2020 is coming to a close and technology has evolved rapidly to make way for changing market conditions. Cloud computing, Artificial Intelligence (AI), automation, and the Internet of Things (IoT) are evolving technologies that create unparalleled opportunities for companies to unlock new value. When technology advances, so does the landscape of cyber threats that companies have to navigate. Cyber threats are expected to slow the rate of technology innovation globally by as much as USD 3 trillion in lost economic value in 2020.
The most prominent ongoing cybersecurity issues continue to be the lack of trained security professionals, complicated enforcement standards, continuously changing cyber attacks, and serious insider threats.
For global security organizations, however, navigating the coronavirus pandemic remains the greatest obstacle in 2020. Little wonder then that data breaches have risen in volume and complexity in 2020, with the number of breaches growing by 273 percent compared to 2019.
As businesses look to adapt to a new normal in 2021 and beyond, here are some key trends in cybersecurity SIEM that security teams need to know to navigate the crisis:
Cloud SIEM adoption has emerged as an ally for companies to ensure business continuity as remote work and online communication escalated during the coronavirus pandemic. Though global corporations moved to cloud SIEM before the crisis, the pandemic served as a trigger.
Spending by the Global cloud services industry is expected to hit USD 1 trillion in 2024, according to IDC, at a CAGR of 15.7 percent during the 2020-24 forecast period.
Rapid cloud SIEM migration, however, is expected to bring a host of new threats and challenges to security.
In the future, cloud-based security risks, including misconfigured cloud storage, decreased visibility and control, insecurely deleted data, and cloud applications, will continue to disrupt companies.
Artificial Intelligence (AI) is set to assist under-resourced security teams to stay ahead of the threats as cyber attacks continue to rise in severity and frequency.
AI provides threat intelligence by processing vast amounts of risk data from organized and unstructured tools, reducing the time it takes for the security team to make important decisions and respond to reduce or eliminate the threat.
Integration of Artificial intelligence in the cybersecurity software tools industry is expected to rise from USD 8.8 billion in 2019 to USD 38.2 billion by 2026 at a CAGR of 23.3 percent, according to market estimates.
With increasing data breaches, security teams have to go through endless emails, endpoints, networks, servers, cloud workloads, and applications to achieve visibility of enterprise and customer data.
Extended Detection and Response (XDR) is expected to gain traction as it can automatically capture and compare data from multiple end-points to allow faster detection of threats and respond to incidents.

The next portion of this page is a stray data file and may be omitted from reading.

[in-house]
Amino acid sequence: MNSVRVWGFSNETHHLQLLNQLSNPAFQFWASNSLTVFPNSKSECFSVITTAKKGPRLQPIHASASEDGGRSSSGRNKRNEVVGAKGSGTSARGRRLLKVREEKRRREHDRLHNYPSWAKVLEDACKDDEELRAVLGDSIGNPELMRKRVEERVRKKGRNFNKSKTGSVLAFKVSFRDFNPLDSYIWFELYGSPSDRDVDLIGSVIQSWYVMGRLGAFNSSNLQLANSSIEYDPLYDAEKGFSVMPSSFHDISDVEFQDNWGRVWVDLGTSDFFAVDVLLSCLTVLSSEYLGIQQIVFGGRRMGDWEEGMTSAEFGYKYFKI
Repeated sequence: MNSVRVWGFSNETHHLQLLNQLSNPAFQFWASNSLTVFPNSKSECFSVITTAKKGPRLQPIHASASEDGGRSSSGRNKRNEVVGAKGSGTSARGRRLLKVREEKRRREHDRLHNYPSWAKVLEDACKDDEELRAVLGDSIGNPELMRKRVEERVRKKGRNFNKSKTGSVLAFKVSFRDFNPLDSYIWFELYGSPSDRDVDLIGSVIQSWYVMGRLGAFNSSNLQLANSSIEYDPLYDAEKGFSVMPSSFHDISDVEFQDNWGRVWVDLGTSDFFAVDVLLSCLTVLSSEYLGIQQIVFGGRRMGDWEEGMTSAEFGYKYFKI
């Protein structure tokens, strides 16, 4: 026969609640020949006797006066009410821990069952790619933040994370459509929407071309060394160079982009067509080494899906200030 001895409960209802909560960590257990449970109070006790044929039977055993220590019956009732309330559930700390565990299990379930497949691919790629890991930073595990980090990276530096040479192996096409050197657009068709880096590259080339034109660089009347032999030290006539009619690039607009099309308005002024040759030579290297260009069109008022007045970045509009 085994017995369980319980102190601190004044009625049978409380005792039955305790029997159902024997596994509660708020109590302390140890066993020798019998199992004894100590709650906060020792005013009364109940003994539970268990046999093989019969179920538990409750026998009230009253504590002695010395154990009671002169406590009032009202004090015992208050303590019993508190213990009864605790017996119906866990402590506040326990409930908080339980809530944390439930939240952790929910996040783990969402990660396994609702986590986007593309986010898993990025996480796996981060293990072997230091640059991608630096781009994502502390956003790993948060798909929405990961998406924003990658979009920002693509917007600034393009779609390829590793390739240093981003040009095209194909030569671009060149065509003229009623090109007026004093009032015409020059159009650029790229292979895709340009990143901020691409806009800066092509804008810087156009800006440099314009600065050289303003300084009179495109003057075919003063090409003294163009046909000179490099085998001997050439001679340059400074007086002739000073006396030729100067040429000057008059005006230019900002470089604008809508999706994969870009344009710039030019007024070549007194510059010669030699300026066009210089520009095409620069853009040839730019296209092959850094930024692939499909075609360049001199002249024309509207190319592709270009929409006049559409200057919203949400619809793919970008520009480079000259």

For example, it is possible to combine and compare a cyber incident that triggered alarms on a server, network, and application to allow insights and background into the incident.
The cybersecurity talent crunch is projected to generate 3.5 million unfilled cybersecurity jobs by 2021, up 350 percent from 1 million vacancies in 2014, according to Cybersecurity Projects.
The shortage of experienced security personnel will convince organizations to focus increasingly on the automation of security processes. By automating them based on pre-established rules and procedures, security automation tools remove repetitive safety operations. As a result, security tasks can be performed quickly, effectively, and with fewer errors.
Cybersecurity incidents, threats, and vulnerabilities have skyrocketed in recent years, forcing companies to revamp their security strategy through cyber and physical environments outside conventional enterprise IT frameworks.
The cyber-physical world continues to be threatened by cyber incidents such as Siegeware attacks on infrastructure management systems, increasing OT/OT system vulnerabilities, and GPS spoofing attacks. Thus, businesses that relied on the IT security-centric approach proved incapable of dealing with the effect of security risks on physical safety.
Organizations that incorporate cyber-physical structures are often set up to deploy Chief Security Officers (CSOs) at the enterprise level to cooperate with various security-oriented silos.
In a centralized governance model, the CSO can carry physical security, IT security, malware analysis, OT security, inventory management security, and supply chain security.
The pandemic has created a remote working community, cloud SIEM adoption, and the shift to online communication. This trend is set to expand in the future.
Network security for organizations is shifting from LAN-based appliance models to cloud-native security service models, including Secure Access Service Edge (SASE).
By routing the network traffic via a cloud-based security stack, SASE technology helps organizations robustly protect remote employees and cloud applications.
Data privacy, from being part of enforcement requirements, is set to become an increasingly relevant, stated discipline of its own with rising concerns about data management and security.
Data privacy affects almost all facets of an enterprise as a stand-alone discipline, from co-directing the organizational strategy to closely aligning it with security, HR, governance and procurement.
As cybersecurity trends continue to evolve, companies must adopt a proactive, rather than reactive, IT security posture to keep businesses secure. As they aim to protect their vital properties, they must become more nimble, more agile, and more collaborative.